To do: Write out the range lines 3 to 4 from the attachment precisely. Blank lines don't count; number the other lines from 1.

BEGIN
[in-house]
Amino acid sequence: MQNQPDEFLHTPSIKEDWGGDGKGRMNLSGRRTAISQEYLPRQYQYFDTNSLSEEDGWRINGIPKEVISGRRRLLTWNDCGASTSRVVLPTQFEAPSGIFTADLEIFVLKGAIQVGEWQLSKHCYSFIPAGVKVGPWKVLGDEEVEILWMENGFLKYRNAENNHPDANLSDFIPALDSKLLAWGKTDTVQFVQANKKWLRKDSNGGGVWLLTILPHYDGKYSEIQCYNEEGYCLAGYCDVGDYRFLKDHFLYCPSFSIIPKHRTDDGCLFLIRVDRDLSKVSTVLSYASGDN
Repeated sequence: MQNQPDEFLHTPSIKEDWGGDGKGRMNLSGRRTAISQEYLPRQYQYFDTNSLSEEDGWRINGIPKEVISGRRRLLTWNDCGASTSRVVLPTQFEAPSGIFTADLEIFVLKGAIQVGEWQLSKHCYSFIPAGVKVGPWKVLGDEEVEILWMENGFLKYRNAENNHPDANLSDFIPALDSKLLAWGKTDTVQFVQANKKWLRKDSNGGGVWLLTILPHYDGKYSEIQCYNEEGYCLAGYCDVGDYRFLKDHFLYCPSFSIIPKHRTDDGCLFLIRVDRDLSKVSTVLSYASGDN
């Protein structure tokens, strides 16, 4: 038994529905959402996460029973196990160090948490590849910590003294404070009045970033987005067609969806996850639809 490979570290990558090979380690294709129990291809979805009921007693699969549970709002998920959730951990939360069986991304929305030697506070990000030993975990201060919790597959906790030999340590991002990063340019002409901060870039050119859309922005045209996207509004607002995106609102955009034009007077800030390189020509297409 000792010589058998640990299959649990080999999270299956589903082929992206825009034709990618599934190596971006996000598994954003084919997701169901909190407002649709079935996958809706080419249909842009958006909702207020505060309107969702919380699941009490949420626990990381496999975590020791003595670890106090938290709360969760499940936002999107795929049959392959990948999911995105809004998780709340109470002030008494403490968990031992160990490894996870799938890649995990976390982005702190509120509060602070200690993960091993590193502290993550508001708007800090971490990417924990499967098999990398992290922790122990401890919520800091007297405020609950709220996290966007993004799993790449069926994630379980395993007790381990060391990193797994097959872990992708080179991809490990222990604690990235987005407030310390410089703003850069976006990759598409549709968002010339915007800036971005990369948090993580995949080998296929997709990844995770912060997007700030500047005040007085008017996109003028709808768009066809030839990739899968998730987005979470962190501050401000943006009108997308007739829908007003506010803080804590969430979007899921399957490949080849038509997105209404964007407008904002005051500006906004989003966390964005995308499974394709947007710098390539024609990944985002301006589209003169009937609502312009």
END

Repeated sequence: MQNQPDEFLHTPSIKEDWGGDGKGRMNLSGRRTAISQEYLPRQYQYFDTNSLSEEDGWRINGIPKEVISGRRRLLTWNDCGASTSRVVLPTQFEAPSGIFTADLEIFVLKGAIQVGEWQLSKHCYSFIPAGVKVGPWKVLGDEEVEILWMENGFLKYRNAENNHPDANLSDFIPALDSKLLAWGKTDTVQFVQANKKWLRKDSNGGGVWLLTILPHYDGKYSEIQCYNEEGYCLAGYCDVGDYRFLKDHFLYCPSFSIIPKHRTDDGCLFLIRVDRDLSKVSTVLSYASGDN
């Protein structure tokens, strides 16, 4: 038994529905959402996460029973196990160090948490590849910590003294404070009045970033987005067609969806996850639809 490979570290990558090979380690294709129990291809979805009921007693699969549970709002998920959730951990939360069986991304929305030697506070990000030993975990201060919790597959906790030999340590991002990063340019002409901060870039050119859309922005045209996207509004607002995106609102955009034009007077800030390189020509297409 000792010589058998640990299959649990080999999270299956589903082929992206825009034709990618599934190596971006996000598994954003084919997701169901909190407002649709079935996958809706080419249909842009958006909702207020505060309107969702919380699941009490949420626990990381496999975590020791003595670890106090938290709360969760499940936002999107795929049959392959990948999911995105809004998780709340109470002030008494403490968990031992160990490894996870799938890649995990976390982005702190509120509060602070200690993960091993590193502290993550508001708007800090971490990417924990499967098999990398992290922790122990401890919520800091007297405020609950709220996290966007993004799993790449069926994630379980395993007790381990060391990193797994097959872990992708080179991809490990222990604690990235987005407030310390410089703003850069976006990759598409549709968002010339915007800036971005990369948090993580995949080998296929997709990844995770912060997007700030500047005040007085008017996109003028709808768009066809030839990739899968998730987005979470962190501050401000943006009108997308007739829908007003506010803080804590969430979007899921399957490949080849038509997105209404964007407008904002005051500006906004989003966390964005995308499974394709947007710098390539024609990944985002301006589209003169009937609502312009």